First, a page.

The first time it occurred to me that Colorado was just a one-night drive from Dallas was a Wednesday evening during my freshman year of college. Several of us were sitting around the dorm drinking Busch beer, planning what to do for the weekend. It was spring semester, so the weekend had long since expanded from Friday evening to sometime Thursday, and since Wednesday night is practically Thursday, it was time to plan.
No doubt there was a basketball game, and all the usual bars to hang out in and the multiple troubles available in a college dormitory. Then somebody, reflecting on the fact that one of us owned a car, said, "Dudes, we should just drive somewhere." This moment of genius brought forth a string of ideas -- the Gulf Coast, New Orleans, Austin -- and then we all laughed about the time the previous semester when we had rented a car at the Dallas airport Friday morning, road-tripped to Chicago, spent 24 hours there, and barely made it back for class on Monday. The look on the Hertz dude's face when we brought the car back, three days later, with 2,300 miles on it, is a highlight of my college career.
So this got me to thinking. Now that we actually have a car -- and really, what situation is more loaded with danger than a bunch of 19-year-old males with a car? -- the only question was where to go. We were awash in possibilities. I drafted up an imaginary circle with Dallas at the center, extending about 1,000 miles. Everything east looked dull, south looked like more Texas, and north -- well, it was February.
I took another sip of my beer. I stared at the can, contemplating. This was a frequent activity, reflected in my grade-point average. Where can we go? I wondered. There, on the can, was a range of snow-covered mountains, magnificent and glorious. It was at that moment that an inner voice, a messenger from the god of road trips, said to me, "You know, Paul, if you left right now, you could get to some mountains like that by morning."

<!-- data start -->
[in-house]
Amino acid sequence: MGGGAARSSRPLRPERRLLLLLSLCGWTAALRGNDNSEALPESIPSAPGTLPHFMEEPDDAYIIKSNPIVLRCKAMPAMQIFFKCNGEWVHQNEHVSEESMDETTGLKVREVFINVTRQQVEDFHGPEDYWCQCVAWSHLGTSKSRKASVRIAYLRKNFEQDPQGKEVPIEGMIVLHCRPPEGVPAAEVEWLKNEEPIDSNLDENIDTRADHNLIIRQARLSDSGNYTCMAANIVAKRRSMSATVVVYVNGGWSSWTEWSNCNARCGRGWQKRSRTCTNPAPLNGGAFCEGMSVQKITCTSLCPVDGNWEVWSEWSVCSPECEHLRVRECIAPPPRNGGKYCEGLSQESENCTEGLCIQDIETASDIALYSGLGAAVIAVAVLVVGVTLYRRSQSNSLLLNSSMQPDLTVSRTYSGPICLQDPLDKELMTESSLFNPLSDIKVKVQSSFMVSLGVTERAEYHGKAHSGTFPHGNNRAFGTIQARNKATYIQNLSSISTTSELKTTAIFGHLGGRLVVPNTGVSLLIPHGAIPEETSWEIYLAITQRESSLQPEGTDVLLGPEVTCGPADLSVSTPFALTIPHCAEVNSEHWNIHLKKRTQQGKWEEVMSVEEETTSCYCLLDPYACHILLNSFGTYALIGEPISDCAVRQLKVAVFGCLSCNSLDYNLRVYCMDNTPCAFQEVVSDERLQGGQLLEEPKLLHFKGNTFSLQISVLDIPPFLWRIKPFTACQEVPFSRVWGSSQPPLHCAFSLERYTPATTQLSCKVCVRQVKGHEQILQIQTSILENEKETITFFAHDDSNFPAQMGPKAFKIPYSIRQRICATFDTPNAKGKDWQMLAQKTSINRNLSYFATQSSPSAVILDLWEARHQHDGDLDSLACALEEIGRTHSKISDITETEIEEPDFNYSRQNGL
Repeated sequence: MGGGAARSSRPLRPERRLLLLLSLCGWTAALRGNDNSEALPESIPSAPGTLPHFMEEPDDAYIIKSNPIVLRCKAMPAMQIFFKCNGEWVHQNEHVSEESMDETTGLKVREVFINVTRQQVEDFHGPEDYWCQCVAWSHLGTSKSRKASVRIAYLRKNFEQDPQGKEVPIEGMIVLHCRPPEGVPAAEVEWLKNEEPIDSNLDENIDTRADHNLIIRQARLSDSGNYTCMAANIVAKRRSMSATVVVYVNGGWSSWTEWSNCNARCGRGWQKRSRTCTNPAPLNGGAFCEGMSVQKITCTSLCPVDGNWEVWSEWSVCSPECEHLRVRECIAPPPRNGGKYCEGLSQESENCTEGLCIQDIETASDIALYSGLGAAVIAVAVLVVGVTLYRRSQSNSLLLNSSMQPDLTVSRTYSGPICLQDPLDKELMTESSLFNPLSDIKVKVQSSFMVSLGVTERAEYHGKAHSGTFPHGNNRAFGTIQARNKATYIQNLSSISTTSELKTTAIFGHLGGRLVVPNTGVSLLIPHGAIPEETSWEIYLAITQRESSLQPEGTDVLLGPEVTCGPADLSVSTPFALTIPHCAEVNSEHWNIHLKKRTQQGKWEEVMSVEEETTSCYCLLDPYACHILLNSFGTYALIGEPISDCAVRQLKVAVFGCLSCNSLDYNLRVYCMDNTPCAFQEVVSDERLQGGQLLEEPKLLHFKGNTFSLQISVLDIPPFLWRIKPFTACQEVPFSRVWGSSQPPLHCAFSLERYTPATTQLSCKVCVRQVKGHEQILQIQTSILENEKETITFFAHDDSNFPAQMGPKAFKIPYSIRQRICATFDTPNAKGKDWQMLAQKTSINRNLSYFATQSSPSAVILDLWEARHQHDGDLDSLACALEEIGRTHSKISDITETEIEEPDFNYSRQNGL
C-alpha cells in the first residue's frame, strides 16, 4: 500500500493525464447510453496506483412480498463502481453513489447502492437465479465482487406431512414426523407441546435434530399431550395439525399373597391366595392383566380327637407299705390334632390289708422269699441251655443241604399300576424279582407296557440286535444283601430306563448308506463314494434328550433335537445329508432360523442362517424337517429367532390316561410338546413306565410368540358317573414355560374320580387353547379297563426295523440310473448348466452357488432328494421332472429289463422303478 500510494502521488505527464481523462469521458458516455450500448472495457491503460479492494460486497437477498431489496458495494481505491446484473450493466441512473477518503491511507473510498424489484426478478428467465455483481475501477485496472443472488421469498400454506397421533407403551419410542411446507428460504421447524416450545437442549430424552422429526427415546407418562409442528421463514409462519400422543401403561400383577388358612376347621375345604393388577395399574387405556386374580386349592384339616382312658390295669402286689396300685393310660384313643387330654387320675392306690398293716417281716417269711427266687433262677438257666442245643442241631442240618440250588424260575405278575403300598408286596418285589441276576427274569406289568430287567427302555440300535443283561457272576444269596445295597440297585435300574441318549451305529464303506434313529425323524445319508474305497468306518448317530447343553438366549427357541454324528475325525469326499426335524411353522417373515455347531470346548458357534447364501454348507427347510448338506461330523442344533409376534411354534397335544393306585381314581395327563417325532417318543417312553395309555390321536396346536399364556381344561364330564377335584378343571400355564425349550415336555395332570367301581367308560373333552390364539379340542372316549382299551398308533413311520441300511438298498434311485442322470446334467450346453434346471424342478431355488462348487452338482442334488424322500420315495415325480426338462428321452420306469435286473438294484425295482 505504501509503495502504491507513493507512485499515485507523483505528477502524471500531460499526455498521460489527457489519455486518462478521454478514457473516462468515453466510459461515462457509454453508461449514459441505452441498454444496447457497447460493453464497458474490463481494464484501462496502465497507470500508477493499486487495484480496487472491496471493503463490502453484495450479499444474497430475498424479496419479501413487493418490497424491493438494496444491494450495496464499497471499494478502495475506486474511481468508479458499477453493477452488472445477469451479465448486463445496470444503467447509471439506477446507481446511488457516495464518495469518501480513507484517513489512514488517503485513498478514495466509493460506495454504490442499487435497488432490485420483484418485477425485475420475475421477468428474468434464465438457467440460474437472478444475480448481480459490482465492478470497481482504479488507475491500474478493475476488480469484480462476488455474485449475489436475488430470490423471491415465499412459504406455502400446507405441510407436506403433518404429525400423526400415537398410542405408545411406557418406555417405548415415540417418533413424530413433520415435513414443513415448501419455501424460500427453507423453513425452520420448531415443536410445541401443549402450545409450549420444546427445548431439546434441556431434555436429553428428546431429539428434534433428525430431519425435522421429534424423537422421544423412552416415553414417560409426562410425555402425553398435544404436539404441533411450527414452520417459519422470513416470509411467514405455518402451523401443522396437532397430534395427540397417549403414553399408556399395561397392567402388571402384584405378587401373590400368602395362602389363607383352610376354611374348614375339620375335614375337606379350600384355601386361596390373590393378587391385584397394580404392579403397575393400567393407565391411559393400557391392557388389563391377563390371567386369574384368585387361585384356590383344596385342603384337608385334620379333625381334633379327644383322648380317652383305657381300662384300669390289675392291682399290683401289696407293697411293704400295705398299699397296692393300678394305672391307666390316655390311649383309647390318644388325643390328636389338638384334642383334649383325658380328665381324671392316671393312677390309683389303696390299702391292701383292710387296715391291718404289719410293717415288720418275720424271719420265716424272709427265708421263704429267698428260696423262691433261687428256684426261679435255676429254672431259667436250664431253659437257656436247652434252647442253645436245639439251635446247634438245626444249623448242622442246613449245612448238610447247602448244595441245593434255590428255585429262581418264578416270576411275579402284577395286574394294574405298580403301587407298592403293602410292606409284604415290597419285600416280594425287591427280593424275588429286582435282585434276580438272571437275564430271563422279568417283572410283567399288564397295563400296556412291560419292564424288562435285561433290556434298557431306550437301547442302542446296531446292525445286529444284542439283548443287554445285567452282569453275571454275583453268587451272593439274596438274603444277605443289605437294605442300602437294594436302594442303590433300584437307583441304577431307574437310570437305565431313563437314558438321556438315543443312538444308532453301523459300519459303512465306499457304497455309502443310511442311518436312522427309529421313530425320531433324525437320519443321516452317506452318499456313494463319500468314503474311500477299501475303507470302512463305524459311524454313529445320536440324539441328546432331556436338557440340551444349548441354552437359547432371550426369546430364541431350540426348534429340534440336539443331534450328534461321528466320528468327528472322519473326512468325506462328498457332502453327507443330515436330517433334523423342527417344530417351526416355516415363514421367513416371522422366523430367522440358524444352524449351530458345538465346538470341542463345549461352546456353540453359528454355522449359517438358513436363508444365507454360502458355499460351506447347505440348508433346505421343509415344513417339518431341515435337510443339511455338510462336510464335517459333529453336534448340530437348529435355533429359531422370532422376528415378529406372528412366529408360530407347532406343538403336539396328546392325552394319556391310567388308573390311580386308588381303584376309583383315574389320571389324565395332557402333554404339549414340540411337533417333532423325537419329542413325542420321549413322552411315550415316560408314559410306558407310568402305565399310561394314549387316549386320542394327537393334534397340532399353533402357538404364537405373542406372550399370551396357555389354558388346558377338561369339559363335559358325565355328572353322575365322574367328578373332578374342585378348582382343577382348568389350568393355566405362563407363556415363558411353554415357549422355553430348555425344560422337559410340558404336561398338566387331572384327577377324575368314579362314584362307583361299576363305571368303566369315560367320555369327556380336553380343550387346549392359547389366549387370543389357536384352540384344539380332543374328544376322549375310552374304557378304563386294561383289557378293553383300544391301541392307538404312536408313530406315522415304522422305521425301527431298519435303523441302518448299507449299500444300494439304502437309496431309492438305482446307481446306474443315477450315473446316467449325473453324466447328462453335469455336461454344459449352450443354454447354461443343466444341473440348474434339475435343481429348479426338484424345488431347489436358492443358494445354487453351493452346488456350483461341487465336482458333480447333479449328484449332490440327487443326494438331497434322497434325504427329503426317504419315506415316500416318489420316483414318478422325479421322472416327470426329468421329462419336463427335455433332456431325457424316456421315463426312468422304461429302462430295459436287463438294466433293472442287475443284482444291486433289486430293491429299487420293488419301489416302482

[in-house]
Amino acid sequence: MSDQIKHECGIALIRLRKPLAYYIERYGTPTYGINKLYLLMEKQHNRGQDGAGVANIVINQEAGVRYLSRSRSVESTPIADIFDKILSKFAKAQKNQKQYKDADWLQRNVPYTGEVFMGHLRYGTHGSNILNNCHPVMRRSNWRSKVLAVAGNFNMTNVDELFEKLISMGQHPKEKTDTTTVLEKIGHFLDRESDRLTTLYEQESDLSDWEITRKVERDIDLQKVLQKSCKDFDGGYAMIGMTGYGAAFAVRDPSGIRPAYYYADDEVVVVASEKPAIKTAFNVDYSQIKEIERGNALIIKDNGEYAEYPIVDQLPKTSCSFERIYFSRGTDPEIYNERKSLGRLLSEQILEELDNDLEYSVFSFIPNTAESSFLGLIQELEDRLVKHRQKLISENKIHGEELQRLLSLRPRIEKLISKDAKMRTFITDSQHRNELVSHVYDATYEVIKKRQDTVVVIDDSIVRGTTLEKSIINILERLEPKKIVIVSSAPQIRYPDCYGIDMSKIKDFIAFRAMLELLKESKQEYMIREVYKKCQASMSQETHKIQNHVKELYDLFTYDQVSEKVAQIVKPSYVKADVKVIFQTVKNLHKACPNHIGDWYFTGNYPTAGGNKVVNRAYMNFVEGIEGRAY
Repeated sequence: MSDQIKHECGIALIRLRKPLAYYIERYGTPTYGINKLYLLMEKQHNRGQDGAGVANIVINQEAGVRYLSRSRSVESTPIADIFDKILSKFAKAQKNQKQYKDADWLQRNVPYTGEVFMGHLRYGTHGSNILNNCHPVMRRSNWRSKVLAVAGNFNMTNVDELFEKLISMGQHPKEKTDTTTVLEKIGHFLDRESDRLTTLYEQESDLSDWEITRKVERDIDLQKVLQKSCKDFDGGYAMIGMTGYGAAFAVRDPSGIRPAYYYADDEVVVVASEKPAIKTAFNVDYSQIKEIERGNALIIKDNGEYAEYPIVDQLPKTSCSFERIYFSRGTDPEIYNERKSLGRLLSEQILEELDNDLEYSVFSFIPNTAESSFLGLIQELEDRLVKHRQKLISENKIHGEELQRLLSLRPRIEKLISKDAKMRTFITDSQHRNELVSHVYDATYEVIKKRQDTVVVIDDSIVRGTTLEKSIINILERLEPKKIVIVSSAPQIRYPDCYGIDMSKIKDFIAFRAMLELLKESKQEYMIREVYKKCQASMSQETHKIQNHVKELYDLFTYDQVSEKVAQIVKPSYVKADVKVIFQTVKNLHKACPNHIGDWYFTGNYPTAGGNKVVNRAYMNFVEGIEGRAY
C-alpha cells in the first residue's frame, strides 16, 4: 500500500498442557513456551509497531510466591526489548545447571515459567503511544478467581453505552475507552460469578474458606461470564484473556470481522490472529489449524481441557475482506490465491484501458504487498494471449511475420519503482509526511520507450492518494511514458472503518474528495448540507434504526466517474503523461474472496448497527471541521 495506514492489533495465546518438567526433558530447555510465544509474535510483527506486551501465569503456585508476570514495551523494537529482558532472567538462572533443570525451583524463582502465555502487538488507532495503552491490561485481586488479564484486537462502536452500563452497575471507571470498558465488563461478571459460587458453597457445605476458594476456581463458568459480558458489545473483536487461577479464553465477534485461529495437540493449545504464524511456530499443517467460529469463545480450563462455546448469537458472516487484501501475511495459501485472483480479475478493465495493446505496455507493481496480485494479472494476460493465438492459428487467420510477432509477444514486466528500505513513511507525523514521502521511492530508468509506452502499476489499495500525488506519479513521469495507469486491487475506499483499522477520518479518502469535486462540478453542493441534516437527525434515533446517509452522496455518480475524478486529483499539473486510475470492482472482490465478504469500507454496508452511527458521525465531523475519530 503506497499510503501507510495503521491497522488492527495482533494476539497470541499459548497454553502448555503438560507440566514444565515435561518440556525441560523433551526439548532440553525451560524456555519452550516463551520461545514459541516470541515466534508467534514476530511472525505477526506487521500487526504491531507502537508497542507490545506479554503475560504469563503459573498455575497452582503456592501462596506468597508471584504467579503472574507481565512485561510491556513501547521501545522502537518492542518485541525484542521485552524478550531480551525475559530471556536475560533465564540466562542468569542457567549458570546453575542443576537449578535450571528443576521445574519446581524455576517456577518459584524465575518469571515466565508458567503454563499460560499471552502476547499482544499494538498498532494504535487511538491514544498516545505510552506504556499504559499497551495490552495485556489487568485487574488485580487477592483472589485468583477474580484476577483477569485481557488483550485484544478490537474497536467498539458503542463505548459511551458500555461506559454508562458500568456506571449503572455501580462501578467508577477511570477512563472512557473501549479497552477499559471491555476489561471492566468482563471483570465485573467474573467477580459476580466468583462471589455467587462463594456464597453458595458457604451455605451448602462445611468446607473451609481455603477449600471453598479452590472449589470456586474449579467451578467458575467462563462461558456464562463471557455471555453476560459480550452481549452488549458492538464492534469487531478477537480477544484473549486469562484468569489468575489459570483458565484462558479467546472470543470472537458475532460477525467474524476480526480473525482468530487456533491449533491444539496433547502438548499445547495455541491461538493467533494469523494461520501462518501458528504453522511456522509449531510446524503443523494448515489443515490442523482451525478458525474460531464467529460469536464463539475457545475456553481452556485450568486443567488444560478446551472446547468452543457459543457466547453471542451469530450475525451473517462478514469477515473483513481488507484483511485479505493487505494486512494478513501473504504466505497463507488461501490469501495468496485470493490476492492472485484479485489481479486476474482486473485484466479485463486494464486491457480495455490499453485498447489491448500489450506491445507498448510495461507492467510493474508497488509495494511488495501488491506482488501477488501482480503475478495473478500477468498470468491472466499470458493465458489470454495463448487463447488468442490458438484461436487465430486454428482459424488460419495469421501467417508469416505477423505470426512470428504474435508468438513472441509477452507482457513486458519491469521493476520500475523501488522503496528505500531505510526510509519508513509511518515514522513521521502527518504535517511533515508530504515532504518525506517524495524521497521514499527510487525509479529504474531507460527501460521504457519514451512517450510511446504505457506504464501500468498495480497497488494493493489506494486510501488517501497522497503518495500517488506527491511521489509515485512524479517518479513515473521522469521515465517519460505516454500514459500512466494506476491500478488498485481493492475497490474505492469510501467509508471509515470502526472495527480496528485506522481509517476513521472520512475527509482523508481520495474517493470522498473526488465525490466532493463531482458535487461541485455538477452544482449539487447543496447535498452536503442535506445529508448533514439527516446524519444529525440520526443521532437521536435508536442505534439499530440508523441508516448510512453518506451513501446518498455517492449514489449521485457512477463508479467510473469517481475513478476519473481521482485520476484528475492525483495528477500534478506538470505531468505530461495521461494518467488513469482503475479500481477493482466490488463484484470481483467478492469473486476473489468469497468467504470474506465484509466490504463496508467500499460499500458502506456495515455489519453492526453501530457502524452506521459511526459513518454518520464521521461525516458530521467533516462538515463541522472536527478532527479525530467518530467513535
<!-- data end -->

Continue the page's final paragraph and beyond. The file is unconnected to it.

My mind raced across the Plains, up through the foothills, past the lights of Denver, and into the Rockies, and I knew we wouldn't be in English class on Thursday.
My friends thought I was nuts. I told them to drink more, and I would make more sense. "Think about it," I said. "We leave now, we're having breakfast in Breckenridge tomorrow, and we miss our Thursday classes once and our Friday classes once! Dudes, we could ski tomorrow while everybody else is preparing for their future! I'm talkin' about Rocky Mountain National Park! It's just right out there past Fort Worth. We take turns, we eat a bunch of sugar and No Doz, we're there!"
I did get carried away in those days, but I found two willing volunteers: Mike from Illinois and Anthony from England. An hour later, after stopping at the Safeway for more beer, chips, salsa, and cookies, we were screaming across I-30, rolling into Cowtown.
I think Mike was the first one to say something about sleeping. It was well before Wichita Falls. The thing is, these road trips start out in a blaze of glory, with all your friends talking about it and giving you a hero's send-off. Then you flash by the city -- "Goodbye, familiar sights!" -- with the radio cranked and dreams of adventure spinning inside your head.
And then, say, an hour later, you're driving through West Texas, and it's past 11 p.m., and you're coming off your emotional (and chemical) buzz, and somebody says he'll take the first sleeping shift. This is when the road warriors get separated from the herd.
The three of us became an embodiment of the split human mind. I was full of energy and vision, hundreds of miles ahead of the car, watching the sun rise over the Rockies, bragging over breakfast that we just drove in from Dallas, and we're skipping class today. Anthony was starting to say things like, "Are we really doing this?" and "I think I have a quiz in biology Friday." Mike was snoring away in the back.
I don't know what those two are doing today. Last I heard, Mike was an advertising guy in Chicago. Anthony married one of our college friends and moved to Atlanta. But for me, nights like that one became an addiction. Were there a Travelers Anonymous I would attend regularly, when in town.
"Dude," I said to Anthony, "think of it this way: We've got the rest of our lives to go to class and work and be responsible. How many times are you going to be sitting around on a Wednesday evening and realize you can be in Colorado on Thursday with almost no repercussions? Screw the quiz."
He agreed. The road rolled out ahead of us, and I switched on the radio and started looking for a station out there in the nothingness. n